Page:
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What is Ethereum (ETH)?

Think of Ethereum as Android OS or Linux, open-source platforms where you can write code, create, and build, without a set of rules, so to speak.

Think of Ethereum as Android OS or Linux, open-source platforms where you can write code, create, and build, without a set of rules, so to speak.

Ethereum at its most fundamental level is an open-source software platform that utilizes blockchain technology so that software and app developers can build and deploy decentralized applications.

First use

It was first introduced in a whitepaper by Vitalik Buterin, a programmer and co-founder of Bitcoin Magazine in late 2013. Buterin’s reasoning was that Bitcoin needed a scripting language for application development, and thus created Ethereum.

Ethereum is also be written and referenced as “ETH”.

Relationship to Bitcoin

When describing Bitcoin and blockchain technology, Ethereum’s co-founder Gavin Wood, analogized blockchain technology to the internet. Email is one particular use of the internet, just as Bitcoin, while first and foremost a currency, is also a particular use of a blockchain.

Ethereum just happens to be another use of the Blockchain. However, as to why an individual would choose to use Ethereum over Bitcoin, it all comes down to the purpose and capability each offer.

Ethereum Classic Bitcoin

Bitcoin, in applying blockchain technology, offers a peer-to-peer (P2P) electronic cash system that enables online Bitcoin payments. Nothing different than using a PayPal or Venmo, except for the blockchain and encryption aspects.

While Bitcoin is used to track ownership of its native digital currency (bitcoins), ethereum focuses instead on running the programming code of any decentralized application (dApp).

Native Token: “Ether”

Unlike Bitcoin, where miners “mine” for bitcoin, in the Ethereum, miners work to earn the network’s native currency, Ether. Ether, like bitcoin, can also be purchased, traded, and used to pay for transaction fees and other services on the ethereum network. It is available on CryptoExchange.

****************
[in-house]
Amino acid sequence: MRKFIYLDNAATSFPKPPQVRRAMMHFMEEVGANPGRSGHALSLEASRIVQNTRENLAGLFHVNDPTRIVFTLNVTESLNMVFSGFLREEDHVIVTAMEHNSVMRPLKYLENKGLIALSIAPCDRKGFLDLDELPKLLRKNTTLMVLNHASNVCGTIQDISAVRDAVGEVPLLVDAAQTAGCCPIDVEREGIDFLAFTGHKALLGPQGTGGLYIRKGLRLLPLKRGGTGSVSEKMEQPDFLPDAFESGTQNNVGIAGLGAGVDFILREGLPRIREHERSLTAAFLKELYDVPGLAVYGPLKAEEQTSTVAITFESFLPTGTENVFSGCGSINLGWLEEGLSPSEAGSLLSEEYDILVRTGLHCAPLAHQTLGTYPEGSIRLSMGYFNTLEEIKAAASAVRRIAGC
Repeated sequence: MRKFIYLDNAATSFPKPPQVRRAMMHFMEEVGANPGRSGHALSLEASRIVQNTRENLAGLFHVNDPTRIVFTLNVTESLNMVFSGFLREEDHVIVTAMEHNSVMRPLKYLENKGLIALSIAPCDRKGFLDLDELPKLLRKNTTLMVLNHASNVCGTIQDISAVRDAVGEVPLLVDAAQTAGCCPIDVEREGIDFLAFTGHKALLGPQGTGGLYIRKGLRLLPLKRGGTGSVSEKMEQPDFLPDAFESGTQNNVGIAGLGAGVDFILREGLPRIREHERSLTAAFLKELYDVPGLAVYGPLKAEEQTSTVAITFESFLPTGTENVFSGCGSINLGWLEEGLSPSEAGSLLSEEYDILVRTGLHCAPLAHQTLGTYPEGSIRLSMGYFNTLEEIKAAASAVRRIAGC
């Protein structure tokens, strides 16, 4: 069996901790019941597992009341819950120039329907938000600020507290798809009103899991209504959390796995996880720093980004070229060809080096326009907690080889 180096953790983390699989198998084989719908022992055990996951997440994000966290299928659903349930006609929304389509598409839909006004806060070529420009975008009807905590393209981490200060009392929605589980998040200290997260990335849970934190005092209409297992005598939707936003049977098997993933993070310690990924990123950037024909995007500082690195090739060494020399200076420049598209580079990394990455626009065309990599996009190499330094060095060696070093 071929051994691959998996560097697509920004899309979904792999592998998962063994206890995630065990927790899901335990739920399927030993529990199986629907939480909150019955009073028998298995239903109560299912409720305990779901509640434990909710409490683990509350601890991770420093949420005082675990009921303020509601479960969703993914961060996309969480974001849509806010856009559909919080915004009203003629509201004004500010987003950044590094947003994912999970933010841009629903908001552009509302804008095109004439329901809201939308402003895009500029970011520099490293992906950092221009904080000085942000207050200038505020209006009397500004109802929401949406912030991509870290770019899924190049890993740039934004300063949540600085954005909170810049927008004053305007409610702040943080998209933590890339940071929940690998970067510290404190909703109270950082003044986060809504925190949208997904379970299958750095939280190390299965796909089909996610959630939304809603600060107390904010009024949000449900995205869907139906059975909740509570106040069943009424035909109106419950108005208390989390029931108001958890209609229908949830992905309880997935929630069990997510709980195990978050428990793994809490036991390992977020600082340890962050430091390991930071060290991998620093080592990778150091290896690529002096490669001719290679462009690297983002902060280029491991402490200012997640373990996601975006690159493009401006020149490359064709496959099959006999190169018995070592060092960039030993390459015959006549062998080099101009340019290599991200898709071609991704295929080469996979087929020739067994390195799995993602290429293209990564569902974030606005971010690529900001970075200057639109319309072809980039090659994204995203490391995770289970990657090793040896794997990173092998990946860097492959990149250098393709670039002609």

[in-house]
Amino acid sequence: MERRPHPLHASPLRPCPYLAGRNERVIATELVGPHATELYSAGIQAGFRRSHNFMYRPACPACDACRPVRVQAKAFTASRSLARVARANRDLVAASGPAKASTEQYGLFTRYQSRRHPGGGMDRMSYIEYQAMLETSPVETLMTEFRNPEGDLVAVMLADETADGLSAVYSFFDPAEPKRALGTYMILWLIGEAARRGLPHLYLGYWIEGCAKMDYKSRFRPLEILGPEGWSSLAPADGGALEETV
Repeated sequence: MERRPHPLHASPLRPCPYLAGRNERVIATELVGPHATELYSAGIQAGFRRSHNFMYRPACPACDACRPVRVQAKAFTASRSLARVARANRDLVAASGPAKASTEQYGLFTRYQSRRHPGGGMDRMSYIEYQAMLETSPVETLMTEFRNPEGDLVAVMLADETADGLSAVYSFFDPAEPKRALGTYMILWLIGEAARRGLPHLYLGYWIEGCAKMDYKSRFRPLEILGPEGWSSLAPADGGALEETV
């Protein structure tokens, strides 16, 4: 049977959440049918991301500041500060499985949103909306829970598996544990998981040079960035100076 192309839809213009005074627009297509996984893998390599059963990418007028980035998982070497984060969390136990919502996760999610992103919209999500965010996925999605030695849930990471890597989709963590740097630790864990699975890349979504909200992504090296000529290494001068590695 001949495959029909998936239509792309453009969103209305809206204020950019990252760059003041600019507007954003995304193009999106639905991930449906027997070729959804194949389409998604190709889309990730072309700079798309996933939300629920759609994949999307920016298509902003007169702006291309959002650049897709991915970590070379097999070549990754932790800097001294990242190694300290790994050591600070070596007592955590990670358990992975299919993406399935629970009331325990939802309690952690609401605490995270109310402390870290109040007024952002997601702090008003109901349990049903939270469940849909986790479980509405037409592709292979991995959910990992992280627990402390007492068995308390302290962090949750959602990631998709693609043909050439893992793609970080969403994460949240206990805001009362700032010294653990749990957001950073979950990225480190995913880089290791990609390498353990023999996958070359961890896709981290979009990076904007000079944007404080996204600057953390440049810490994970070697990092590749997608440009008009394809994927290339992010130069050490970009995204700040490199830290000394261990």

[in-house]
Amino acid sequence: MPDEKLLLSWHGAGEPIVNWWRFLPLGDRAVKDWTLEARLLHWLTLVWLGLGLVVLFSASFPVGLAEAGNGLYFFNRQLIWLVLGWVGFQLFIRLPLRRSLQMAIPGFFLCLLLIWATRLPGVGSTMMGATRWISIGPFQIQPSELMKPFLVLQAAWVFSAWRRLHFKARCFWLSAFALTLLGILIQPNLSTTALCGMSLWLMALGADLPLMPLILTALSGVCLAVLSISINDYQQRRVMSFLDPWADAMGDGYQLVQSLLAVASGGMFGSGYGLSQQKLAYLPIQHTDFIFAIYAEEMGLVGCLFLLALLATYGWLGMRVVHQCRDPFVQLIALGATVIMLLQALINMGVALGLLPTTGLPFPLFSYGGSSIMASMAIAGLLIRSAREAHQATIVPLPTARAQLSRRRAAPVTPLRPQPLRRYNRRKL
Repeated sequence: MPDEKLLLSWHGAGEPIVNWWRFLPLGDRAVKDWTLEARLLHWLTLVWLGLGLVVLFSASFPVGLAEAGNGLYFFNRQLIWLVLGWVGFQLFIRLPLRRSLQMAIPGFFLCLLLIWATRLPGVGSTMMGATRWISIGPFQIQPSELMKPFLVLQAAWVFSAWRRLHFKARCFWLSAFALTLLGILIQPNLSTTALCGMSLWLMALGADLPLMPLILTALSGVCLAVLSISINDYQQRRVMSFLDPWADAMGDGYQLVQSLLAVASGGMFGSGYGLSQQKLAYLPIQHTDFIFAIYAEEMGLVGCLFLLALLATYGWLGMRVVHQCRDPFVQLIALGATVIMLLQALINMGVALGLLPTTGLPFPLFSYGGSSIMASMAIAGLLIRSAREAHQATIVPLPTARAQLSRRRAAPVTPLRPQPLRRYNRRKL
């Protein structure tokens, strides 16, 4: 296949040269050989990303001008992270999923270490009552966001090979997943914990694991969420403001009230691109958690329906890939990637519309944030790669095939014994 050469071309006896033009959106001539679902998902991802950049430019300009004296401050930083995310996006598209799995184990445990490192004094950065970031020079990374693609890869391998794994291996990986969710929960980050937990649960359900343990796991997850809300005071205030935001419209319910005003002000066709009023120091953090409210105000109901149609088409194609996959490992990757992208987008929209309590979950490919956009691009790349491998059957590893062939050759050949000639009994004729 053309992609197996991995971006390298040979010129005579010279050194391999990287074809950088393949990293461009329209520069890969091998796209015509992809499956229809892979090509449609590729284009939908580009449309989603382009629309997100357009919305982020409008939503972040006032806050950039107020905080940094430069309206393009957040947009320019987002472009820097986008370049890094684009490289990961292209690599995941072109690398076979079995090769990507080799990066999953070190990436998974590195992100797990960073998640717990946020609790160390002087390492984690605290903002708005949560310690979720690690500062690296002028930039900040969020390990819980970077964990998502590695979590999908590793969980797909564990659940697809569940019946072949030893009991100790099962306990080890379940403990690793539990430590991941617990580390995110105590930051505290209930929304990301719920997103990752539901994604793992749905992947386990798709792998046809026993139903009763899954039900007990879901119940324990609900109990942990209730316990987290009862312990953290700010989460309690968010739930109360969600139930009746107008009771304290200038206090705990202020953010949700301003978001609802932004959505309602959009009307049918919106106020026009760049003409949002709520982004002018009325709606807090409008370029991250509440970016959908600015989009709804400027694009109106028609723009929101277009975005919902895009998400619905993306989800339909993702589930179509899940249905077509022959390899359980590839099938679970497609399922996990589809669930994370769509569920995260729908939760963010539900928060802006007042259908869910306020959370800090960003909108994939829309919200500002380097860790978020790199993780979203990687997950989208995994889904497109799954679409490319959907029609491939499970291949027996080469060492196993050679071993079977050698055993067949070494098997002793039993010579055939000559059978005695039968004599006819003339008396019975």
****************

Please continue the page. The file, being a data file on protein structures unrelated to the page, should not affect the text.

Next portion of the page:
Alternate Token: Gas

In addition to Ether, another native token that is used to pay miners fees for including transactions in their block is called “gas.” Imagine if every ATM (including your own bank) assessed a fee for putting your card in...so it can do what you ask it to. In the world of blockchain, that’s gas fees.

Every Ethereum smart contract execution requires a certain amount of gas to be sent along with the contract, so that miners are encouraged to put that transaction into the Blockchain.

Ethereum Smart Contracts

Smart Contracts
Smart Contracts are writted as code and committed to the blockchain. The code and conditions in the contract are publicly available on the ledger.
Code executes
When an event outlined in the contract is triggerred, like an expiration date or an asset’s target price is reached -- code executes
Understand the market
Regulators can watch contract activity on the blockchain to understand the market while still maintaining the privacy of individual actors

In non-cryptocurrency transaction, we are accustomed to traditional contracts (paper or electronic) that set out the terms and conditions for any particular transaction. Similarly, cryptocurrency exchanges also utilize a contract, but instead, use a computer code, called a “smart contract,” that helps facilitate the exchange of value (money, content, property, shares, etc) that is the essence of the transaction.

Once a smart contract is executed on the blockchain, it is self-governing, and does not require or need human interference, so as to completely eliminate the potential for censorship, downtime, fraud, or third-party interference--something that our traditional legal landscape unfortunately still faces. The smart contract, through the computer code, automatically executes different aspects of the contract when specific conditions are met.

For developer purposes, Ethereum is like the Matrix when it comes to innovation, allowing for app developers to create whatever operations they want, beyond anything we have seen before.

Using Ethereum for Decentralization

Using Ethereum

What Apps Are Being Developed On Ethereum

The Ethereum platform can run applications with use case across a broad range of services and industries.

  • Finance
  • Real Estate
  • Insurance
Apps Developed On Ethereum